Local residents feel effects of Hurricane SandyPublished 3:22pm Tuesday, October 30, 2012
It’s been a long couple of days for Albert Lean Nancy Rosenberg.
As officials began Tuesday to survey the damage from Hurricane Sandy on the East Coast, Rosenberg was waiting in anticipation to reach her brother and nephew, Alan and Brian Sforza.
Rosenberg said the two men were at Alan’s house in Tom’s River, N.J., about eight miles from the coast, when Sandy swept through. As of Tuesday afternoon, there was no phone service or electricity in the area, trees were down and streets were flooded.
“I’m pretty worried right now,” she said Tuesday afternoon. “I didn’t sleep all last night. We’ve been calling and calling.”
But so far, there’s no word whether the two loved ones are OK.
“It’s been very, very scary,” she said. “It’s unbelievable.”
On Tuesday, millions of people awoke without electricity after the storm rushed ashore Monday night with hurricane-force winds.
New Jersey Gov. Chris Christie described the damage as some of the worst the Jersey Shore has ever seen.
Damage in New York was equally as devastating with most major tunnels and bridges closed, along with schools, airports and the nation’s largest subway system.
Lower Manhattan, which includes Wall Street, was among the hardest-hit areas after the storm sent a nearly 14-foot surge of seawater, a record, coursing over its seawalls and highways.
Albert Lea resident Karen Meyerson, who moved from New York to Albert Lea in 2000, has family in several affected states, including a daughter in Philadelphia, a son in Delaware, friends in Staten Island and a cousin in Manhattan.
Meyerson said all of her friends and family are safe and credited the preparation and collaboration undertaken by the government to inform residents of what was taking place.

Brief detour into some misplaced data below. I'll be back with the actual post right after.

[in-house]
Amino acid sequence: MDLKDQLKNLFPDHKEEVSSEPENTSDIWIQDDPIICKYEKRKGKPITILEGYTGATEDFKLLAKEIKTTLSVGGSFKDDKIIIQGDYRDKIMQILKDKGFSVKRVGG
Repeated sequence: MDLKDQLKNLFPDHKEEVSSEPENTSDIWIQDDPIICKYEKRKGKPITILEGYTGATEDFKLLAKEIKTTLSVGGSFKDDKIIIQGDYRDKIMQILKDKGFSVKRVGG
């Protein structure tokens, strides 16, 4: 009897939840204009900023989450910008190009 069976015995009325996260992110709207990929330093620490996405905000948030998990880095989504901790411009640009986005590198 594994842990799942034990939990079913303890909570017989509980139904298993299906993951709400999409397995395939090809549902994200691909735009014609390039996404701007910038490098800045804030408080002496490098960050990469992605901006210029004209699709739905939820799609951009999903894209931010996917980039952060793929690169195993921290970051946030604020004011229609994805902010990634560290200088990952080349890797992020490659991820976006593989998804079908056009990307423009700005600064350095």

“It was handled well,” she said. “Most people listened to the warnings and stayed home.”
Though it has been difficult to see the effects of the storm, she said it has been most challenging to see the coastal neighborhood known as the Rockaways burn down as it was inundated by floodwaters.
Meyerson said this is where her father and mother met.
“It’s going to be quite a rebuilding process,” she said.
Luke Behrends, Albert Lea High School graduate of 2000, lives near Central Park in Manhattan with his wife.
He said by Sunday night, the city was shut down, and things were “eerily dead” all day Monday. Stores were barren by Monday afternoon with people stocking up on supplies and food.
Behrends said he and his wife live a couple blocks away from a construction crane that collapsed Monday in high winds, and the entire street has been closed Monday and Tuesday. He said some of their friends across the street had to evacuate their apartments as a precaution.
As the storm hit, he said the area did not get as much rain as he expected, but the rain came down at high tide. All around him things are flooded, and trees have been uprooted.
Behrends said both his and his wife’s office are without power, and no one knows when it will be restored.
In the meantime, he said he has been working from home, and he and his wife have had friends over to their apartment to pass the time.
“This city is strong and the people come together in times like this and help their neighbors, so we’ll be stronger for this in the end,” he said.
Further south in Lakeridge, Va., about 20 miles south of Washington, D.C., former Albert Lea resident Jan Cunard said residents were being advised Tuesday to stay off of the streets so emergency crews could clear them.
“They’re not letting anybody go out and about right now,” Cunard said.
She said there is a lot of flooding in Old Town Alexandria, Va., along the Potomac River, and in Washington, D.C., there are lots of large trees down. Many of the trees that fell are old with shallow root structures.
Where she lives, she said the wind started picking up on Sunday night and then on Monday it was “just horrible.”
She said the wind gusted as high at 75 mph.
“This wasn’t like a tornado in Minnesota where you have stronger winds and then it’s over and done with,” Cunard said. “This went on until sometime during the night. I have not seen winds that bad, they were just astronomical.”
She has been keeping up to date on what is taking place around her through local newspapers and her county website.
Cunard said overall, it appears people around her prepared for the bad weather and took all the precautions necessary to stay safe.
“I think generally people took this a lot more seriously than I’ve ever seen them do,” she said.
— The Associated Press contributed to this story